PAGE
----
People talk about Google being increasingly being a “hardware company” but they are missing the point. It’s not about fancy gadgets, not about whether the Nexus has a better screen than an iPhone and definately not about the MotoX stealing market share. It’s not even about Google knowing the next worldwide development through some fancy algorythm which crunches all our searches, emails and map data.
It’s about processing power.
No, not the CPU or GPU processing power. Intel would be all over that, guessing when the CPU will be X times more powerful and all that. No, it’s about Google knowing how much stuff Google can process. Today. The feature of the MotoX that gave them away was voice recognition.
Do you use Instant Upload or the iCloud to store pictures? It is wonderful technology, just humming away in the background. Yet after all this time using it, if you ask me “what were you doing on the 7th of October two years ago?” I can now tell you. Because my phone has by all chances uploaded a picture from that day. It might have been the kids, or a funny sign, or the fridge I promised to move for a friend for reference (to see if it will fit through the door) but chances are, I have a picture from that date that will help me remember.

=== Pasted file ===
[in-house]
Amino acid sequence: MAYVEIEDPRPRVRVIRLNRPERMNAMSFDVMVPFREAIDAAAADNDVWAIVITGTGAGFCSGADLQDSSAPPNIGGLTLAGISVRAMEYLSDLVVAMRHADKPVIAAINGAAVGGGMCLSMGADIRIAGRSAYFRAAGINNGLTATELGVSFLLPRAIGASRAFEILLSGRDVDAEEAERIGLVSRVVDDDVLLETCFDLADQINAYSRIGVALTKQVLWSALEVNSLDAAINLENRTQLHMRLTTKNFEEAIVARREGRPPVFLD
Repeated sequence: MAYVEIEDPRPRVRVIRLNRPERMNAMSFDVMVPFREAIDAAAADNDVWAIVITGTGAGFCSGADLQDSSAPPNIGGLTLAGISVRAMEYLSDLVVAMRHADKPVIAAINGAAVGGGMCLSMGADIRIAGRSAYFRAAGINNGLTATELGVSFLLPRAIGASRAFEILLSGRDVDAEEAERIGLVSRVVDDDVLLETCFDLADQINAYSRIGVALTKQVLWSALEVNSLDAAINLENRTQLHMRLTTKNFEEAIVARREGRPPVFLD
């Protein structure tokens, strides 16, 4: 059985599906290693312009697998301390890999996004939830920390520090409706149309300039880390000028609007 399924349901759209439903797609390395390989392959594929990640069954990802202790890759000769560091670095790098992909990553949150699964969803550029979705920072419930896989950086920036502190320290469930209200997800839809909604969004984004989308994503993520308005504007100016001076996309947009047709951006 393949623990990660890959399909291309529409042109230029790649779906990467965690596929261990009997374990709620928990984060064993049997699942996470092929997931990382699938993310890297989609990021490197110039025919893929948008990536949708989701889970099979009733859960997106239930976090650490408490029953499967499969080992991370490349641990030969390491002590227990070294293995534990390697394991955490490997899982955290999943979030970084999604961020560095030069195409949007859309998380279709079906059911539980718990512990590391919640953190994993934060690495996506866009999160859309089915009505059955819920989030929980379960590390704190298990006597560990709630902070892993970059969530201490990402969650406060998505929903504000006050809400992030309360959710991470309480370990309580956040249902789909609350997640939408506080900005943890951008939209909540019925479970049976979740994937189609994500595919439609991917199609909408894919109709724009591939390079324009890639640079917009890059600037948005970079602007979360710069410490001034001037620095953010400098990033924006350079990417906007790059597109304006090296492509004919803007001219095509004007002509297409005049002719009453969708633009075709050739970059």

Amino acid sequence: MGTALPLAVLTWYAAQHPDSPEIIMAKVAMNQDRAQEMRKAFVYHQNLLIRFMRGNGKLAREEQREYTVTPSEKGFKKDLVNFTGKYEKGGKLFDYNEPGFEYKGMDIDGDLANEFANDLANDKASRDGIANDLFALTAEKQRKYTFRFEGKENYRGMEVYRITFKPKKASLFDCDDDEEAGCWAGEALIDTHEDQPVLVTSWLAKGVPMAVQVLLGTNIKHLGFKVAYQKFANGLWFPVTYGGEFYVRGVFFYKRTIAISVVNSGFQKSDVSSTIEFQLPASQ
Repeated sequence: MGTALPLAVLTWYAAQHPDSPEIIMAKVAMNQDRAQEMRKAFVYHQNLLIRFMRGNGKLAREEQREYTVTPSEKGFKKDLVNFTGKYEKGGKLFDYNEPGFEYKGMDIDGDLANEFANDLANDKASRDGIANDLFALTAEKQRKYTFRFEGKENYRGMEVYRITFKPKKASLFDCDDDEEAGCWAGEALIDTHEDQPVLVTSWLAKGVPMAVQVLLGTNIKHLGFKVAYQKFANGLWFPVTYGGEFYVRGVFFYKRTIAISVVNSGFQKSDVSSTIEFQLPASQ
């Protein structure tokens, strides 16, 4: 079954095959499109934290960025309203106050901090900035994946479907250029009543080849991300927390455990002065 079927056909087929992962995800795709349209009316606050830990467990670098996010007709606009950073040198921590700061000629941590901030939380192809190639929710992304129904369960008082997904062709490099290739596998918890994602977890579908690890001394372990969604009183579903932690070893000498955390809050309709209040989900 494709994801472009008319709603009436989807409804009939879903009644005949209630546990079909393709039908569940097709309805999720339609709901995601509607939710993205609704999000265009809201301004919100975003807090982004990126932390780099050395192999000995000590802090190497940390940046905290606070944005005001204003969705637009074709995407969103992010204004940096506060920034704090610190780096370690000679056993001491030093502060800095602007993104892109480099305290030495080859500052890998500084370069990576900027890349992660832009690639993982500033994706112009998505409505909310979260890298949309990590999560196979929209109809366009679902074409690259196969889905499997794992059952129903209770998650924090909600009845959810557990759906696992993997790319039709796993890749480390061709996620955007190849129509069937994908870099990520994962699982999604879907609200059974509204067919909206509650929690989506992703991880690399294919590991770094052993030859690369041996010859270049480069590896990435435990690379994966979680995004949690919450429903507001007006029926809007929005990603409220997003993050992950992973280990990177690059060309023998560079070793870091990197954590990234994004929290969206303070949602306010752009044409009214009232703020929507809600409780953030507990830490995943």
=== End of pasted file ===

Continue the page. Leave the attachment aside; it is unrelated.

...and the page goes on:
I have long held that our smartphones should constantly record what we are talking about. It would be legal (as long as it only recorded your own voice) and it would be damn useful. Imagine using the speed of Google instant search to find when you said what. That conversation your girlfriend is talking about, accusing you of supporting fascism. Now you can get the transcript! That interesting chat with a professor. You have your half of the talk, you can figure out the rest. And of course…business meeting notes. All automatically, silently recorded by your MotoX.
Can’t wait for it to happen. If they haven’t patented it already, there you go, my gift to the human race for today.
The point is that only Google will know when Google can make this happen. They own the cloud, in terms of pushing the boundaries. They are now on the forefront of applied internet connections and speed issues. With YouTube they have worked the data streaming issues to the bone. Not on a theoretical level. On the level of stuff you can use today, with your current connection. They have millions of smartphone users to experiment with. They are also on the forefront of supplying massive computing power to us all from their data centers. So I can write away with all these theories and ideas but …
…only Google can decide when it will become a real product.